I’m telling you now because it wasn’t until I was 24 that it hit me that I was one of these women. I am a woman with a disability. I experienced personal violence. I experienced it just like the statistics say. I am a statistic. I am one of the women that I want so desperately to protect.

I am telling you now because the violence needs to stop.

I am telling you now because the words you say to girls and women with disabilities today will affect how we view ourselves and will affect our futures.

I am telling you now because I want you to stop telling girls and women with disabilities that we’re broken, that we need prayers, that we’re burdens, that it’s okay if someone hurts us because “they’re probably just stressed” from having to “deal” with us, or that we’re pretty “for a girl in a wheelchair.”

I am telling you now because I want you to start telling girls and women with disabilities that we’re beautiful, that we’re wanted, that we’re worthy of love, that you recognize us as sexual beings, that we’re capable, and that no one should ever hurt us no matter what.

I am telling you now. 


  1. Wow. That is very powerful and closer to home than I like to admit. It is a universal problem, but those of us with disabilities have fewer options.

  2. POWERFUL. I too am a statistic. Any violence of any sort is NEVER ok whether that be emotional, verbal, or physical violence. Never stay EVER!

  3. Chills. I have chills. This is spot on and such an important read. I'm a blogger as well - - and I tell you this only because I'll be sharing this later in the month in my disability round-up. The world needs to read this.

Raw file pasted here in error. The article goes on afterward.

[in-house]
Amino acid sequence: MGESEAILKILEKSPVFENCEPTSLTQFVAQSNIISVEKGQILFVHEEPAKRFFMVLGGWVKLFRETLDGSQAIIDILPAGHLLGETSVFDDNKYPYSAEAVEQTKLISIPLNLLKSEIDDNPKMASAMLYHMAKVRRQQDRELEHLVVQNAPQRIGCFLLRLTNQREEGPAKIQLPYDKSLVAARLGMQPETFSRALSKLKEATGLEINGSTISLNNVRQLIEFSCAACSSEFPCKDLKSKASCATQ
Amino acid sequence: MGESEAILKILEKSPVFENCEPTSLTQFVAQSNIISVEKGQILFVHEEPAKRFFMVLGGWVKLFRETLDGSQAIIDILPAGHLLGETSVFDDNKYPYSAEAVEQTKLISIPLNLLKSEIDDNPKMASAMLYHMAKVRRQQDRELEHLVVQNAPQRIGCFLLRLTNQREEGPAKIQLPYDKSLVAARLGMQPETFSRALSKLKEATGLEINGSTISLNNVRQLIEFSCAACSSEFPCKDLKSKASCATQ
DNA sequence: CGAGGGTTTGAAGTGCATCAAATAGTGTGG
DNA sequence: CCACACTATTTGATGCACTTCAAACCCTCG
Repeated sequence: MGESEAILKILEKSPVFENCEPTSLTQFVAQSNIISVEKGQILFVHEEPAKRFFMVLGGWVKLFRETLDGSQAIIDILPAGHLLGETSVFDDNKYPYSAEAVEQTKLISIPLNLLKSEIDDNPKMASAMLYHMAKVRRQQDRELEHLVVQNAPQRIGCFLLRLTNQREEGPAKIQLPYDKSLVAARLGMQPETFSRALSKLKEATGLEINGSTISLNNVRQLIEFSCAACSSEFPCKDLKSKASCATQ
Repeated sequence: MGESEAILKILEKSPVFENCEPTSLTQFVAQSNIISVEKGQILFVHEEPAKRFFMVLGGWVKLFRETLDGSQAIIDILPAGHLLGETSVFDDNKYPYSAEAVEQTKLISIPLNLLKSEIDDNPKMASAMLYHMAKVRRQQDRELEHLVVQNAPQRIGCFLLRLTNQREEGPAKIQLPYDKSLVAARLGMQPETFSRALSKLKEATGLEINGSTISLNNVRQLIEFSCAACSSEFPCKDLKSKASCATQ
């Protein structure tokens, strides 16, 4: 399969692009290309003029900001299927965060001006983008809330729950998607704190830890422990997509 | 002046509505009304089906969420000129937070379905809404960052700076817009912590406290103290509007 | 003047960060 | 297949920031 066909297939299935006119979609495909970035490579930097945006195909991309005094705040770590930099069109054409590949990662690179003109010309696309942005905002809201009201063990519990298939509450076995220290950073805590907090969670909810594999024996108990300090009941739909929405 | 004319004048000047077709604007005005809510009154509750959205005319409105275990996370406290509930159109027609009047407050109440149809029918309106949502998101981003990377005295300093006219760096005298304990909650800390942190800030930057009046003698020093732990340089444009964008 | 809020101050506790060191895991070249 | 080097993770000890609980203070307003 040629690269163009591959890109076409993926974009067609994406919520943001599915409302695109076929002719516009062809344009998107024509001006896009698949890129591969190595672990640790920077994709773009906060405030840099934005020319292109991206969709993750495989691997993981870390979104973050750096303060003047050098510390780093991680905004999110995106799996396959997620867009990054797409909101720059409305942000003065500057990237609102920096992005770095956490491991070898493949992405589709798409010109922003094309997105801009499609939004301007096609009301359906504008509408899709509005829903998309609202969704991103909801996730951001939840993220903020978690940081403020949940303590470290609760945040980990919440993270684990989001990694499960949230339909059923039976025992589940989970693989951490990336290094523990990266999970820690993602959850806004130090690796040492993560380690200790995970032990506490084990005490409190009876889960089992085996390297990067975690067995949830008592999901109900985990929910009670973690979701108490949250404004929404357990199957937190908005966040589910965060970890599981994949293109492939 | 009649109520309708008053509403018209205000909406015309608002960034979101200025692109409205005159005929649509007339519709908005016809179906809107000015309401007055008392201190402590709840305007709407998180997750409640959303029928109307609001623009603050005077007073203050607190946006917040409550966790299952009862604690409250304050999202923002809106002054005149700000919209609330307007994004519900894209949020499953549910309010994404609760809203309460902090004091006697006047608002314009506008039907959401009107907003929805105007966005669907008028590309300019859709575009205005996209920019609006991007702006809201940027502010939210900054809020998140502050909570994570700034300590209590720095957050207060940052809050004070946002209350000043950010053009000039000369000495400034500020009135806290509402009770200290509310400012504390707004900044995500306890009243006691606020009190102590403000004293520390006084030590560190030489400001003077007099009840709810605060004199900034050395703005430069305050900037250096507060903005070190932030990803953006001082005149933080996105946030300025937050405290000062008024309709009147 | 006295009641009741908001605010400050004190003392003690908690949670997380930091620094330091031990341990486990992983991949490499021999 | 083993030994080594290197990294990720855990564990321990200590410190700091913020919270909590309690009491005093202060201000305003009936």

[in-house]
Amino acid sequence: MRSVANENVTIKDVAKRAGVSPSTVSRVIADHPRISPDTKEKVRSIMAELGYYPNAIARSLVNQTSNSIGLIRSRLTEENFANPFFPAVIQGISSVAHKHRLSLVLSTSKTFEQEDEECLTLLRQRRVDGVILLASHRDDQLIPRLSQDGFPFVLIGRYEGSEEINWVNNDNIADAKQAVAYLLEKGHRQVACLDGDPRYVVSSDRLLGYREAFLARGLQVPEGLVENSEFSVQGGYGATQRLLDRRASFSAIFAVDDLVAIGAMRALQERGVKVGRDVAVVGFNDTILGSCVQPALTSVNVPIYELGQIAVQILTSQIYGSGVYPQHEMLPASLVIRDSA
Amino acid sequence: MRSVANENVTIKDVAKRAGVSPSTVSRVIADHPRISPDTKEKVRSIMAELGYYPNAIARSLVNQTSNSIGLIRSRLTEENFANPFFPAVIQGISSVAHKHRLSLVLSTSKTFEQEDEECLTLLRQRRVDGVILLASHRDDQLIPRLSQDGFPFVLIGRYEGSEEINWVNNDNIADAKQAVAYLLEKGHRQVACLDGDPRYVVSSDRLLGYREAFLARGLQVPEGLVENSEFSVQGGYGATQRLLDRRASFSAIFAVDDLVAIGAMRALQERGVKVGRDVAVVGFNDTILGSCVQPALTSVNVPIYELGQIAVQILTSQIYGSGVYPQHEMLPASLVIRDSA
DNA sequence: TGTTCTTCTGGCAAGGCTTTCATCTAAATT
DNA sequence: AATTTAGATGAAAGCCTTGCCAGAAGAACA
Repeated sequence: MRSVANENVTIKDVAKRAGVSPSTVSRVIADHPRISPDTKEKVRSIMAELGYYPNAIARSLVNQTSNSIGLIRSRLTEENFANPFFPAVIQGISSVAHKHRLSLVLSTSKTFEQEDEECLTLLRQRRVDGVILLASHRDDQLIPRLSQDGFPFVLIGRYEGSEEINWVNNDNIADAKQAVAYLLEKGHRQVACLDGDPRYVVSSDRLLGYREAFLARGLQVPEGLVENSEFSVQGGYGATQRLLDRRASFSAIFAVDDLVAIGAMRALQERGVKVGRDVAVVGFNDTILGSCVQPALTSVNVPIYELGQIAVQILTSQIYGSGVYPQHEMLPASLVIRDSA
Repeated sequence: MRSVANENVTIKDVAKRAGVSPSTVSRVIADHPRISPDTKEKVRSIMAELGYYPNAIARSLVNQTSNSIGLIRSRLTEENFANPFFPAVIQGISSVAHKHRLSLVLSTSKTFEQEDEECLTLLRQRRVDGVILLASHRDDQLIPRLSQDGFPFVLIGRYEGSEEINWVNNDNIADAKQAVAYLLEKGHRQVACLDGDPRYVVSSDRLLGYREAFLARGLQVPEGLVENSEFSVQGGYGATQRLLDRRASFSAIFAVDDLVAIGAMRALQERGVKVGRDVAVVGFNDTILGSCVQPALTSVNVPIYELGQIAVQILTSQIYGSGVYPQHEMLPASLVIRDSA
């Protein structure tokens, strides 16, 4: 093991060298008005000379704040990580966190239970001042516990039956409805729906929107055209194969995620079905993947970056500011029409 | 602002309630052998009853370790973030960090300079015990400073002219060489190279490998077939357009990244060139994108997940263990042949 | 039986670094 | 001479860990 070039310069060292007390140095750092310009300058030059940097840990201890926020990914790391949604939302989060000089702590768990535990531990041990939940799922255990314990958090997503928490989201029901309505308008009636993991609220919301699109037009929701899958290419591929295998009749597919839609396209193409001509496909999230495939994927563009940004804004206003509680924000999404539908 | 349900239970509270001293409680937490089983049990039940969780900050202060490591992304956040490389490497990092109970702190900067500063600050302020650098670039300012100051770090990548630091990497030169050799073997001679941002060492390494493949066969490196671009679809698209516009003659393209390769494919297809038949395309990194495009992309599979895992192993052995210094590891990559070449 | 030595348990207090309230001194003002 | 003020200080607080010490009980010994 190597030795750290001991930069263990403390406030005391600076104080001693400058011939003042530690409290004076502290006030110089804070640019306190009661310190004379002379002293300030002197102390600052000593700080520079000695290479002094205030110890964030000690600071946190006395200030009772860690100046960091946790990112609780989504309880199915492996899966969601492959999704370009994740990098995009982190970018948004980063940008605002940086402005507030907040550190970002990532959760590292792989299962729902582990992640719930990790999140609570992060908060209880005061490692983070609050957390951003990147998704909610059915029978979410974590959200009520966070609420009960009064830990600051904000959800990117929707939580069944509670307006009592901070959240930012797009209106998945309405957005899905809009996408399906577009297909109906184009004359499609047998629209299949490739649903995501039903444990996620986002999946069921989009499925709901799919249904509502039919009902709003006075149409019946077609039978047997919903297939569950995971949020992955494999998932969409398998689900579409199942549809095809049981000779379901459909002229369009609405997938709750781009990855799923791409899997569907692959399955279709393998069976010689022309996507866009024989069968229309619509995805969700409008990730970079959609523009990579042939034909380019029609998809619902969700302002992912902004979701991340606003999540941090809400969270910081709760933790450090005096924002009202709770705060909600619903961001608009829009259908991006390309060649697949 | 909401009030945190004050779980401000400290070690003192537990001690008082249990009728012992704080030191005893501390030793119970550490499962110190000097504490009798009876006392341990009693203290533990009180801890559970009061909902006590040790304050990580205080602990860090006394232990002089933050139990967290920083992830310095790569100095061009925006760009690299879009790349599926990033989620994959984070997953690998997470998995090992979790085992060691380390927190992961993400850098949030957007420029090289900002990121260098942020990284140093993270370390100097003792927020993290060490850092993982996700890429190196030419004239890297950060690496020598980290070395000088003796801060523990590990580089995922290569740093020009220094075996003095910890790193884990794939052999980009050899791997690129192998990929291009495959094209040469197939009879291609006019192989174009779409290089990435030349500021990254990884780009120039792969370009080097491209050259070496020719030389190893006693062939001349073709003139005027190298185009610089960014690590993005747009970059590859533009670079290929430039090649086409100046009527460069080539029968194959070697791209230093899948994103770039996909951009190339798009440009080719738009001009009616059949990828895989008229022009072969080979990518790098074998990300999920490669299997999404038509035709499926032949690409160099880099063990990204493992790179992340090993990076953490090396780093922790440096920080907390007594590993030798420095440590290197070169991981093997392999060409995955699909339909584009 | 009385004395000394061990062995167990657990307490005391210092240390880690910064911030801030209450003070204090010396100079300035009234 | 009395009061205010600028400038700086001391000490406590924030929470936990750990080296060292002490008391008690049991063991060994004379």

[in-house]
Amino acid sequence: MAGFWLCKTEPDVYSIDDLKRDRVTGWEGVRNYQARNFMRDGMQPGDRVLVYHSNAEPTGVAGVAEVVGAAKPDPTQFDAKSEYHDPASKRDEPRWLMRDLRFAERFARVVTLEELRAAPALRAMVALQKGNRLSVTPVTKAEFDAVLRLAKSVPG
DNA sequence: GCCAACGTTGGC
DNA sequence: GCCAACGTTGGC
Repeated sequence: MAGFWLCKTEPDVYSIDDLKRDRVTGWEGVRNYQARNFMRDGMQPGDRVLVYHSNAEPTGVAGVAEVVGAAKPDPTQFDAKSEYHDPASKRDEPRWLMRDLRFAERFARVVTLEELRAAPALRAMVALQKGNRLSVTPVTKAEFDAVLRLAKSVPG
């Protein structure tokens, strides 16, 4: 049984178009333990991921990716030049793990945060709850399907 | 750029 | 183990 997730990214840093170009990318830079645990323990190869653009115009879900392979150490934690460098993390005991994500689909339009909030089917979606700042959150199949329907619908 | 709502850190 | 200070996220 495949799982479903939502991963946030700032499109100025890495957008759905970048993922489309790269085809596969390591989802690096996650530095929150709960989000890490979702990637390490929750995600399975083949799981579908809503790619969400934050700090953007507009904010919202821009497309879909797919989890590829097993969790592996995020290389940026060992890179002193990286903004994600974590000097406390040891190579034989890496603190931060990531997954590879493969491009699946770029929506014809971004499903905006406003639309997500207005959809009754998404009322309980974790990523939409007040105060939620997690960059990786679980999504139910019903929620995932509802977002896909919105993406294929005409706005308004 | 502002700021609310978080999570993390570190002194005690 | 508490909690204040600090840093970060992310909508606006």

1. Thank you for your kind words and for sharing this! I have read your blog before and think we have very similar mindsets on disability rights issues, so I am glad to have your support!

  4. You and I should talk. I think we have the same core message. This is eloquently written and, as a woman born with CP, I too have been taken advantage of and violated. But I was too stupid to listen to all of the people that said I "could never be; would never have". I just did it all anyway. Now I'm a disabled fashion blogger married 24 years to a normal - really hot-looking - guy.
    No one can understand your own experiences like you can, and no one can slay the self-hatred dragon but you. For what it's worth, I think you're absolutely gorgeous, Stephanie. Women with brains generally radiate beauty. Thanks for sharing your experiences and point of view on this subject


  5. This really rocked me to the core. I'm disabled, I've been abused, my parents treat me like a child and a burden. My husband treated on me for a year and I finally got up the guts to leave him. I actually am asexual but people who don't understand asexuality same it's because of my disabilities, because I've been abused, etc. Sorry, I was asexual before that. I'd love to link to this on my blog to talk about being disabled and asexual. You have spoken about the disabled part so well.

  6. What an awesomely powerful article! You and I are very much alike - I am looking forward to meeting you in August at the national pageant. I'm the state coordinator for Washington State and hold the MWWa 2008 title.

  7. This hit me right in the feels. I had something very very similar. Everyone reacted the same way. And I also didn't realize how abusive it really was until years later.

    Thank you so so so much for this. So much.

  8. This was a very powerful piece. I work at a battered women's shelter and we have done some outreach to violence against women with disabilities organizations, but definitely not enough. Though we participated in a fundraiser a year ago with a VAW with Disabilities program, I realize now that our shelter isn't even accessible. I hope to find out more about what I can do by following this blog!

  9. wow, that was powerful message! I honestly don't know how I feel after reading this..this has rocked me..Thank you for sharing,

  10. Girl, you deserve a medal for those words!!!!! I´m speechless and in tears! All power to you!

  11. I don't know if you have a Facebook profile, but here's the link to mine I was,born with Spina Bifida and even though I've never been through this myself I would like to be your friend